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Pool (no water)
In pool (no water) his attention is taken by a group of artists of the installation ilk. What is in play here are two parallel themes: the nature of group behaviour in pursuing acts which would be unacceptable individually but which gain momentum and escalating extremism in a setting of validation by the group. They are heightened by the use of recreational drugs and the ability to shock, enrage, and perform abusive acts in the name of art.
The collaboration which has produced pool (no water) is by the theatre company Frantic Assembly which has made its name with spectacular physical theatre and state of the art choreography and movement with exciting musical accompaniment. In the Lyricís programme, Ravenhill admits that as a social and political writer he did not like physical theatre. But through workshops and his research of artist Nan Goldinís photographs of her "bohemian, drug addled, multisexual friends, of the ill and the bruised" he was inspired by an artist who turned her life into a piece of art. I have to admit that I too am not normally an enthusiast about physical theatre; I prefer something to engage me mentally but Ravenhillís work satisfies and disturbs on many levels.
The story centres on a group of four lesser artists — followers, hangers on. The two men and two women are collaborators on a project to provide murals for heroin babies. They talk about Sally, a woman they have worked with in the past who has gained commercial success, declaring that "she has a pool now but she hasnít forgotten us." When Sally has an accident which places her in hospital in a coma, the four take up positions by her bedside. They start by photographing, merely recording as she heals. "But the temptation is there to arrange", to display, to use this event as an opportunity to create and, high on drugs, they visit on Sallyís unconscious body the most depraved and sexually invasive acts in the name of art. The audience cannot fail to be saddened and disgusted. When she regains consciousness, the group is relieved, "Iím so glad that art has gone away and we can be people again."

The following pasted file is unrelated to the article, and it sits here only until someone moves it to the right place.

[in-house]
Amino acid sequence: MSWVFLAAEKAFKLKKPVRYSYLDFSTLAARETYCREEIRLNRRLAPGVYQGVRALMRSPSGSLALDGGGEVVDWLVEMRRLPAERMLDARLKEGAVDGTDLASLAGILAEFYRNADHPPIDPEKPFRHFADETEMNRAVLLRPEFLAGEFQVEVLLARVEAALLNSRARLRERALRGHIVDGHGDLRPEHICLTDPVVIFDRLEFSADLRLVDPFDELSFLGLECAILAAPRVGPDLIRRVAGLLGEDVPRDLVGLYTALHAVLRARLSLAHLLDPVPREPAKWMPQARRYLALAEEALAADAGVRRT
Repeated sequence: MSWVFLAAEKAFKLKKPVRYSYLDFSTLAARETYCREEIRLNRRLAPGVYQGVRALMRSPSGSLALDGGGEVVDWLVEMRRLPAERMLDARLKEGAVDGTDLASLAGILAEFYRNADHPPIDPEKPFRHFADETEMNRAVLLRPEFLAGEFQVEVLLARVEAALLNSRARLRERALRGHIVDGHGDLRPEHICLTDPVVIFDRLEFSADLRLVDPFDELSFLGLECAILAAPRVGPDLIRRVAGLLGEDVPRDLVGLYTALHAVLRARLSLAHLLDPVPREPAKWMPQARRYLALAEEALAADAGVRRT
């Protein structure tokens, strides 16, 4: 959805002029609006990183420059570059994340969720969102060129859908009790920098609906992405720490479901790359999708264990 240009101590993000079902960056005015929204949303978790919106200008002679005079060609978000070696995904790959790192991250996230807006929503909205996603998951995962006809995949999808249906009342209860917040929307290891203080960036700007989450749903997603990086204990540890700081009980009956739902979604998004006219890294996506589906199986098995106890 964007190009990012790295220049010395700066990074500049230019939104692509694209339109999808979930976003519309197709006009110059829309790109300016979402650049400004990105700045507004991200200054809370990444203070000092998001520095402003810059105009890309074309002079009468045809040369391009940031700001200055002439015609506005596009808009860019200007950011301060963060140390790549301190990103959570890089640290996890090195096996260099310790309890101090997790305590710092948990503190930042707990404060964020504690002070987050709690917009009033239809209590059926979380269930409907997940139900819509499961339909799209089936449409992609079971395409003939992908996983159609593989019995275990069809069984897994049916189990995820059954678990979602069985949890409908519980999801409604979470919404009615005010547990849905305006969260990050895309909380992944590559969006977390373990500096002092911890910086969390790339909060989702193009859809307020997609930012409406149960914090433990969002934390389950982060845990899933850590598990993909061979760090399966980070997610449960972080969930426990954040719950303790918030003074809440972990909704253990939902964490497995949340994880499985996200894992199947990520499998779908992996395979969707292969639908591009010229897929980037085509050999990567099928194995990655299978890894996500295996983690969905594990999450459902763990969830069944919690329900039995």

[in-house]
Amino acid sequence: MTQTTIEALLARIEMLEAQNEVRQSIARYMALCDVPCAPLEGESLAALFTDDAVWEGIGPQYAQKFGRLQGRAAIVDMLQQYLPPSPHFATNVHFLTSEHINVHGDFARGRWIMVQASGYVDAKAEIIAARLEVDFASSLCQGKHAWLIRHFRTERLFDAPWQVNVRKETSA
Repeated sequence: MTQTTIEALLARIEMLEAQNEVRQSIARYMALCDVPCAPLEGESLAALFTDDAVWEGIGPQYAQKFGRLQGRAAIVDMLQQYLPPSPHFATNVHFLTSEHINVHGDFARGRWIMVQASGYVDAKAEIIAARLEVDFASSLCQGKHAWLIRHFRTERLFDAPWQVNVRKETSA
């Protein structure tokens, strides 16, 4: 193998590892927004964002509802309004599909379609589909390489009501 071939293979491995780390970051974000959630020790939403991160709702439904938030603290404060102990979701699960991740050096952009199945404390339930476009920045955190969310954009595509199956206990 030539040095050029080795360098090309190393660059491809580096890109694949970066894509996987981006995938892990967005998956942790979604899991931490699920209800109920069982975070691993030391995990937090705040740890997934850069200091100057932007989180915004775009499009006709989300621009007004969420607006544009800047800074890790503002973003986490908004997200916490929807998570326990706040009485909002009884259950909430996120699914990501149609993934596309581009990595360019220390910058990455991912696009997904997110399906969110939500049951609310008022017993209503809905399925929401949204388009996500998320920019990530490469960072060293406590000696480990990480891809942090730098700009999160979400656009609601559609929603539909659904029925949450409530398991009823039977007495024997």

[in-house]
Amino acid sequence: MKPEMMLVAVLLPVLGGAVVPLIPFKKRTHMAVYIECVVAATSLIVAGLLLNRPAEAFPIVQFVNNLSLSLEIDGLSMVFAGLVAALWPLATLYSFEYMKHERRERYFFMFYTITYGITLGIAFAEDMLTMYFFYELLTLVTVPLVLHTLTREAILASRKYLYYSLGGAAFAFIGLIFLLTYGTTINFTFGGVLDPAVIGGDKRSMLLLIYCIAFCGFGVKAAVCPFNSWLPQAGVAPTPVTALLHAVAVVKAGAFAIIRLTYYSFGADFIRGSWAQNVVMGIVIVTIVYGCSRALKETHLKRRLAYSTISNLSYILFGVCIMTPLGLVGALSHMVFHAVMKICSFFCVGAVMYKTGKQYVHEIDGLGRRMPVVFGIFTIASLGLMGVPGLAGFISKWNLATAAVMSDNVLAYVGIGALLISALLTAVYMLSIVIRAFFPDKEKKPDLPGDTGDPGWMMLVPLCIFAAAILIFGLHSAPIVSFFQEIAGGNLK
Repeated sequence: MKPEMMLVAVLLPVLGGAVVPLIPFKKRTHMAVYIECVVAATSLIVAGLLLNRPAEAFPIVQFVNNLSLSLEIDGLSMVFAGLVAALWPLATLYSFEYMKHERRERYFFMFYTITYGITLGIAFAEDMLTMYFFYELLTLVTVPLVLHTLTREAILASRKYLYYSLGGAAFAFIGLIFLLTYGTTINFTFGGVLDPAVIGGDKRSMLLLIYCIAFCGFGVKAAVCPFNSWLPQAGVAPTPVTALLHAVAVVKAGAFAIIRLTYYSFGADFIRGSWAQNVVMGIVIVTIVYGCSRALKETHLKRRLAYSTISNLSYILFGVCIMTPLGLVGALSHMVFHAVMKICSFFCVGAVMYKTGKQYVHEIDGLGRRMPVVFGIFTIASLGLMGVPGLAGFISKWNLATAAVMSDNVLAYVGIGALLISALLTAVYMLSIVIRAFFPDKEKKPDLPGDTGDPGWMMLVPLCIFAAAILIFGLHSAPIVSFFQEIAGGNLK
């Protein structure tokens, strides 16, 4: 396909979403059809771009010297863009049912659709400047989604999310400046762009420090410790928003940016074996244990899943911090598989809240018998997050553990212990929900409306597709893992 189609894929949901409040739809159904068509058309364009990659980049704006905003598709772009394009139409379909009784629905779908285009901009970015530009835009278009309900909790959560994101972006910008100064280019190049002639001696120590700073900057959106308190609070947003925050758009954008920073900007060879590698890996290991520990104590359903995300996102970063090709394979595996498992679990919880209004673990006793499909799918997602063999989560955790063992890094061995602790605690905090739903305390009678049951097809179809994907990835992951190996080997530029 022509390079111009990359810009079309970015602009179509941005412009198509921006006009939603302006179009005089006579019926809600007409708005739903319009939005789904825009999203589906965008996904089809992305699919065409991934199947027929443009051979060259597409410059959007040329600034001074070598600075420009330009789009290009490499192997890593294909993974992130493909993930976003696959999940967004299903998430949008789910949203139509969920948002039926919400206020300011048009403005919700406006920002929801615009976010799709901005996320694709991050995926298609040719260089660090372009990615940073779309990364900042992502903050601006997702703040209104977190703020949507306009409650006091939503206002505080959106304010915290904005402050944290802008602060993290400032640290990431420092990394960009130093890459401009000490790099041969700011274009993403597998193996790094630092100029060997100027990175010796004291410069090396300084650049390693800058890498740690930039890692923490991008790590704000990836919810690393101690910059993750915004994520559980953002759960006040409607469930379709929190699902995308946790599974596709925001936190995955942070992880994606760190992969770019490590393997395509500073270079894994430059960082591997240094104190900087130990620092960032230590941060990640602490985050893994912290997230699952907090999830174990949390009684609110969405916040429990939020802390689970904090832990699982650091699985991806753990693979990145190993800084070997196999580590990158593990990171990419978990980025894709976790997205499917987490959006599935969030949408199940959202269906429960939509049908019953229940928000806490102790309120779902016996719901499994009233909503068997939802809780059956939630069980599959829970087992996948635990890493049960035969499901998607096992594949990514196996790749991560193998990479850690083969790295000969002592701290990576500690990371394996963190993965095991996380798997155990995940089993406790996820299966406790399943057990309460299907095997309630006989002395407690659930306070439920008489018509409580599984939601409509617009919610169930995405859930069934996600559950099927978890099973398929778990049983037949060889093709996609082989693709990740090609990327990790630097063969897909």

Before the play opens, the audience is treated to a pre-show video montage of an open, beautiful, white tiled swimming pool. The light and the reflections of water create an atmosphere which is at once artistic and beautiful. I was blown away by the movement, the intensity of physical expression to wild and throbbing music by Imogen Heap.
The narrative is delivered by each actor in turn with the other three expressing in movement with synchronised arm movements and fingers clicking. Often they fall together or race across the stage like characters in a dream. They mime skinny dipping partially clothed for us, two of them take turns to lie on the hospital bed as Sally.
All four performers — Leah Muller as the younger woman, Cait Davies as the quirky Lesbian, Mark Rice-Oxley young and gay, Keir Charles as the older man — move exceptionally well in what for them is a very physically demanding work. Joint directors, Scott Graham and Steven Hoggett deliver a visually electric show, as exciting to the eye as De La Guarda but with a depth of meaning derived from Ravenhillís uncompromising observations which are full of bitter, black humour and acerbic wit.
pool (no water) is a blistering tale of envy and cynical exploitation. It's delivered with an admirable physicality.
Retold by Tina Packer of Shakespeare & Co.
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